2021 Super Bowl draws 96.4 million TV and streaming viewers, lowest since 2007
CBS Sports announcer Jim Nantz and analyst Tony Romo believed Super Bowl LV would be one for the ages with Tampa Bay Buccaneers’ Tom Brady facing off against the Kansas City Chiefs’ Patrick Mahomes.
But the Bucs feasted on the injury-ridden offensive line of the Chiefs, leading to a lopsided 31-9 victory for Brady and driving the TV audience for the game to 91.6 million viewers, according to Nielsen data, the lowest since 2007. An additional 5.7 million viewers watched the game over a digital stream, bringing the total to 96.4 million.
The audience size for the broadcast that aired from 6:38 to 10:17 p.m. Eastern likely had a decline in the number of viewers watching in each home, as public health officials recommended that people avoid having their traditional large Super Bowl gatherings to avoid the coronavirus. The lack of competition in the game, where the Bucs led the Chiefs 21-6 at halftime, did not help.
The Super Bowl audience has leveled off from its all-time high of 114.4 million viewers on NBC in 2015, but has retained its perennial spot as the most watched program of the year. Last year, the Chiefs’ win over the San Francisco 49ers was watched by 102.1 million viewers on Fox and streaming platforms.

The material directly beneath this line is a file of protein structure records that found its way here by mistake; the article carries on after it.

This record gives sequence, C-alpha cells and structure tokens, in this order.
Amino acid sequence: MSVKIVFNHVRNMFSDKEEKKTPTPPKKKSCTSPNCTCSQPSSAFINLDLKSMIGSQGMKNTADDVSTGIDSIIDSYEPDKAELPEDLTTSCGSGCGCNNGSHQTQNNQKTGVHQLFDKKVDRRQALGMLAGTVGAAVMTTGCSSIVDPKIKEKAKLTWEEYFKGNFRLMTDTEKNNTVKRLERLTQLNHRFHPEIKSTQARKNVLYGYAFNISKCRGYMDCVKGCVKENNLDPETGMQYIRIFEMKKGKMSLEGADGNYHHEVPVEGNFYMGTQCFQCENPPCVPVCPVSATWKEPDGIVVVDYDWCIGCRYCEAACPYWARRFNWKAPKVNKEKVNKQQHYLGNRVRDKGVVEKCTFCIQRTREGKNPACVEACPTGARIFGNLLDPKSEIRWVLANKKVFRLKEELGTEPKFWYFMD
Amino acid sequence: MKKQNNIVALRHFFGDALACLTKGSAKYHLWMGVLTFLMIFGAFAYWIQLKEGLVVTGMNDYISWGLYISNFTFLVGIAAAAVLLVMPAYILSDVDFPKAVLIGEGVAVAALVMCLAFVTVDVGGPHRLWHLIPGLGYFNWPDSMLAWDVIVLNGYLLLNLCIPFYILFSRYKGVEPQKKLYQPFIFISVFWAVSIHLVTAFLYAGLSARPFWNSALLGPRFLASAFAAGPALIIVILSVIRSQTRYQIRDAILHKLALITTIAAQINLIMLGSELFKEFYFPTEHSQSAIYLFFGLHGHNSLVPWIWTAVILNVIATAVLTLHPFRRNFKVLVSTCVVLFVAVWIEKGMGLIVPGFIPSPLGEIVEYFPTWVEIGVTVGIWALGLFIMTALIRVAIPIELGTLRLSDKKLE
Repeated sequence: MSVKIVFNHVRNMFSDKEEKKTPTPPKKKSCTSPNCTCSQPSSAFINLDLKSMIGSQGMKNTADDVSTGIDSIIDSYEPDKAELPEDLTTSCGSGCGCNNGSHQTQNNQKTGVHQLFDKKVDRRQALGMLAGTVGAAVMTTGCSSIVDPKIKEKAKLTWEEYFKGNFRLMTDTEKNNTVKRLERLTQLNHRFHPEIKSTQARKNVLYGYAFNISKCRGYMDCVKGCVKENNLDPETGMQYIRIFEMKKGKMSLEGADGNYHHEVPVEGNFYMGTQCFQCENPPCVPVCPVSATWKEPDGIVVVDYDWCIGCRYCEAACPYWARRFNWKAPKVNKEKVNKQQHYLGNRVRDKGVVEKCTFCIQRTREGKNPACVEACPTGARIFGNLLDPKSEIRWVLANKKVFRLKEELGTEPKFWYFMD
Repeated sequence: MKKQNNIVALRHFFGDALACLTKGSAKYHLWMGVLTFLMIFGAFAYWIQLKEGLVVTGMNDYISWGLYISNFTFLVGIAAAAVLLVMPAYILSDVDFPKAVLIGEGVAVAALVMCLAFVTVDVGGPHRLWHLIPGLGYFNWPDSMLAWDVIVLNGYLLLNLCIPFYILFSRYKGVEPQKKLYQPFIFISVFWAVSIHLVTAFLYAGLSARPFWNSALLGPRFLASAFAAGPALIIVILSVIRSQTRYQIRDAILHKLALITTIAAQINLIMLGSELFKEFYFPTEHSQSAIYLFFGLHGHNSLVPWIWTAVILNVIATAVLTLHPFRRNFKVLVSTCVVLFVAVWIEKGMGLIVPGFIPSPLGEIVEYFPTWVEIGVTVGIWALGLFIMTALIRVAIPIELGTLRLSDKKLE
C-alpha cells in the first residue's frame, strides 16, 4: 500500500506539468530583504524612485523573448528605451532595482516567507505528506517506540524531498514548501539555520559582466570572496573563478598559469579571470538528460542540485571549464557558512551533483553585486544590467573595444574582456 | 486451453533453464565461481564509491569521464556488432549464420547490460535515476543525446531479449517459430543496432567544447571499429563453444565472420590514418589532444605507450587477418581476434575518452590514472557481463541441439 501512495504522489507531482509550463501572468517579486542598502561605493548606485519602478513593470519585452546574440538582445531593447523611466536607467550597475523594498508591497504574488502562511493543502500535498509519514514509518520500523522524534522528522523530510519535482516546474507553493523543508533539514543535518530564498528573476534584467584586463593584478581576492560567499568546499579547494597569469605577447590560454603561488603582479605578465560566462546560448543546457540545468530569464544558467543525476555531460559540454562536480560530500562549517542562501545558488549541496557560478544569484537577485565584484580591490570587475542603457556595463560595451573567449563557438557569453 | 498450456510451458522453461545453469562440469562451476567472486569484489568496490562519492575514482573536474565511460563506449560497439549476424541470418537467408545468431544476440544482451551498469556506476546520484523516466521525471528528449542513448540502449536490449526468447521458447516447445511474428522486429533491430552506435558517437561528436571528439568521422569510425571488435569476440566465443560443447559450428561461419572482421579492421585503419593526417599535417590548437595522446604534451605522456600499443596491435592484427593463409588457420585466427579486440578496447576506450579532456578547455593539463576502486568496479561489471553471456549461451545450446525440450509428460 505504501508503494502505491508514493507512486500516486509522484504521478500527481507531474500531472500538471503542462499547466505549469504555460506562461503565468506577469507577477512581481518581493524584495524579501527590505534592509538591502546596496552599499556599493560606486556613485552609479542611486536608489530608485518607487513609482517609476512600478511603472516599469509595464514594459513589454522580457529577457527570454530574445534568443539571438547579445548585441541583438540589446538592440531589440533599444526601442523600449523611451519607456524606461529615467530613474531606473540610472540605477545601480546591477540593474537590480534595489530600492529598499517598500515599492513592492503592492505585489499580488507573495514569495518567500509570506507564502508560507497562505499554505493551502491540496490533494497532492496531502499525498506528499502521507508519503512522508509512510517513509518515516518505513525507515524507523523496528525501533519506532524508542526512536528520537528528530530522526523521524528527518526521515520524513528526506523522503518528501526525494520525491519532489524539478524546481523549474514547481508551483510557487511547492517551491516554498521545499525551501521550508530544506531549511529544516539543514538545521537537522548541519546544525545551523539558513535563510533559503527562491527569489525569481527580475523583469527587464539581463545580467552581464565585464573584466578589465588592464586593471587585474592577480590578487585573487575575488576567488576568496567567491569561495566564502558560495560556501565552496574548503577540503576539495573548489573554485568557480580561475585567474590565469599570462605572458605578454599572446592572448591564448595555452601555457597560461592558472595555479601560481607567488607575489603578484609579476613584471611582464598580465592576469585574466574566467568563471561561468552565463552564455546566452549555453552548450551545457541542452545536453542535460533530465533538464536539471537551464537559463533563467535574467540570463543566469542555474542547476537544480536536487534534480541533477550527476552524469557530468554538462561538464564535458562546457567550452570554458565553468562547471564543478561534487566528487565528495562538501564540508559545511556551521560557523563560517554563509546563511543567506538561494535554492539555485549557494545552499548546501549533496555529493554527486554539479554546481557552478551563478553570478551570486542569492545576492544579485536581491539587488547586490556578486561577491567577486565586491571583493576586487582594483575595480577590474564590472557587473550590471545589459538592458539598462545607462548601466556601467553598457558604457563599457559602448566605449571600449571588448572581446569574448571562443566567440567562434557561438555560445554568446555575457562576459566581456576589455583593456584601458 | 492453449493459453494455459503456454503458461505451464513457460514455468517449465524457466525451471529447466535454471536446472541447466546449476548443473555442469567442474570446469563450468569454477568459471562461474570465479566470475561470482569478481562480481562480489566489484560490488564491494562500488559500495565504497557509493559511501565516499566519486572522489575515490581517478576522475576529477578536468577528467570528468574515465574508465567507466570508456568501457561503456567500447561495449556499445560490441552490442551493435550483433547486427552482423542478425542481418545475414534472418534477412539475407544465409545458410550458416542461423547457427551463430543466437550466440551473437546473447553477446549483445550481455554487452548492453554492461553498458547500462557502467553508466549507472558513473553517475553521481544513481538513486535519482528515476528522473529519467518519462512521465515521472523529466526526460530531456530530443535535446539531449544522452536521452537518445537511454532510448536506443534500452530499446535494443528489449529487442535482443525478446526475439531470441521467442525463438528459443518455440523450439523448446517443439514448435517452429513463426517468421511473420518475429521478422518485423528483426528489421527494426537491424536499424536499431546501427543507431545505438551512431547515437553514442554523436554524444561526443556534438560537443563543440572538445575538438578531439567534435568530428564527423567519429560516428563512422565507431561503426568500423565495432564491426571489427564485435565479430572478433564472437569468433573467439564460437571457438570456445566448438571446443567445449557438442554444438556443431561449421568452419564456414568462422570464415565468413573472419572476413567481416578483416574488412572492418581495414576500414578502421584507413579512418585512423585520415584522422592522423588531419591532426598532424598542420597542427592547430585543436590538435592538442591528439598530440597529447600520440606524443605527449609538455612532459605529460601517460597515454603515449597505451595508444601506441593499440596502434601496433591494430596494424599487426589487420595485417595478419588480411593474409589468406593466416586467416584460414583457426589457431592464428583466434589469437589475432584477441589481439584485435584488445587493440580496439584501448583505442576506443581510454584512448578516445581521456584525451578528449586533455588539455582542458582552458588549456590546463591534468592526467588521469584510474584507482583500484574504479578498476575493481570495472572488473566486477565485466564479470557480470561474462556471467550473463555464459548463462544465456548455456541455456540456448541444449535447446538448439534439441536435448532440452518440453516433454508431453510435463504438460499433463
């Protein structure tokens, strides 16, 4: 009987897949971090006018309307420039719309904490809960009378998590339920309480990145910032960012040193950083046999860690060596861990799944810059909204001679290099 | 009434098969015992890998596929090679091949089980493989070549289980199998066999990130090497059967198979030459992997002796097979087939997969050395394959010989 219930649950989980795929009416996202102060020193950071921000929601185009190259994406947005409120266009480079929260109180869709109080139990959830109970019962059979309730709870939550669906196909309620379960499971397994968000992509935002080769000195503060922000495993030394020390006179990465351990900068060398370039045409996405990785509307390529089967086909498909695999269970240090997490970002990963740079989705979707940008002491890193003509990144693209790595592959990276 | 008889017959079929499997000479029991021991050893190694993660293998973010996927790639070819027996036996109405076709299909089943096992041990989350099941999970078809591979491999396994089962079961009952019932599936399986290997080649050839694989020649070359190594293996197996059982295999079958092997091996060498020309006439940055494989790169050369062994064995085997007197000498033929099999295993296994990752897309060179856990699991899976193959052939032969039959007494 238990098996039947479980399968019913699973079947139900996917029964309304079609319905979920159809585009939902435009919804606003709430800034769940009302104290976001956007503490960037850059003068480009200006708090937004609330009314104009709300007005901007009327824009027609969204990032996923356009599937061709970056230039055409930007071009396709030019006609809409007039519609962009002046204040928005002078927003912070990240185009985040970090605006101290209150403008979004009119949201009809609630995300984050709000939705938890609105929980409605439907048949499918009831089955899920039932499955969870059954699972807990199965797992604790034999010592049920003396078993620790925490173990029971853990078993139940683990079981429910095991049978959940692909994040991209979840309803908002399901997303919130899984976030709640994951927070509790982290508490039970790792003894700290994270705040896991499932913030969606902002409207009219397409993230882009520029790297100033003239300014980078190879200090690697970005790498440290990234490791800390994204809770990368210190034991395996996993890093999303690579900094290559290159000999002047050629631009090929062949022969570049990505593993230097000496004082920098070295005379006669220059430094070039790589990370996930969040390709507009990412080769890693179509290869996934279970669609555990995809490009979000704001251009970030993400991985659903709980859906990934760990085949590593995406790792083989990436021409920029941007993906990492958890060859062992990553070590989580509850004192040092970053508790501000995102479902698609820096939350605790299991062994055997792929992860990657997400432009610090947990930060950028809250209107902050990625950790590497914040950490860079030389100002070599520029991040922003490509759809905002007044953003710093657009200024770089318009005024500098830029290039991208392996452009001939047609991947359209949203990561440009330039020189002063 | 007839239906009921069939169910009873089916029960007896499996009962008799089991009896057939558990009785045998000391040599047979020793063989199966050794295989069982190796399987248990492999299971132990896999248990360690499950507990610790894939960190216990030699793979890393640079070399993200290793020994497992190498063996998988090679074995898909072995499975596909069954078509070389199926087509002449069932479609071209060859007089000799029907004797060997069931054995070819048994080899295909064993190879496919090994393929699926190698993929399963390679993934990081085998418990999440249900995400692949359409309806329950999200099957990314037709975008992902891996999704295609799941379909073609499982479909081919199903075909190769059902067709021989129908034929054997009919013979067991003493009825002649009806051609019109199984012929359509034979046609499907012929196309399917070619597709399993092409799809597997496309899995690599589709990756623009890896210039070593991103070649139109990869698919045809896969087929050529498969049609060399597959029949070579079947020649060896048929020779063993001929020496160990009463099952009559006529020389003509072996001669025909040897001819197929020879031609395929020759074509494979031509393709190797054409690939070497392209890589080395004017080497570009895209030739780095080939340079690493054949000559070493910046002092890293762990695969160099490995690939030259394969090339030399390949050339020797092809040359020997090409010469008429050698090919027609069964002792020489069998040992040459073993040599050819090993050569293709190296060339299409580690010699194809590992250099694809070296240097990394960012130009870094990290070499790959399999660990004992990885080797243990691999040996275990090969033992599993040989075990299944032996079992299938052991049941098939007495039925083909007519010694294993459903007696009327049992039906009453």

Traditional TV viewing has been on a steady decline as more viewers turn to streaming platforms for video content. TV sports have held up far better than entertainment programs, but they have seen some audience erosion as well because of the proliferation of options for consumers.
CBS has sold out the ads for the game at $5.5 million for 30 seconds. But advertisers will be navigating a potential social media minefield.
The pandemic disrupted most of the sports seasons, leading to record audience lows for such events as the NBA Finals, the World Series and the Masters golf tournament. The NFL was able to play all of its games despite some postponements due to coronavirus outbreaks on several teams.
A record number of viewers watched the livestream of the Super Bowl with an average of 5.7 million — up 65% from last year. Those internet-connected viewers see the same telecast — and national commercials — as TV viewers.
CBS sold all of its commercial time on the game, with advertisers paying an average of $5.5 million for a 30-second spot. Unlike most TV commercial buys, the audience level for the Super Bowl is not guaranteed.
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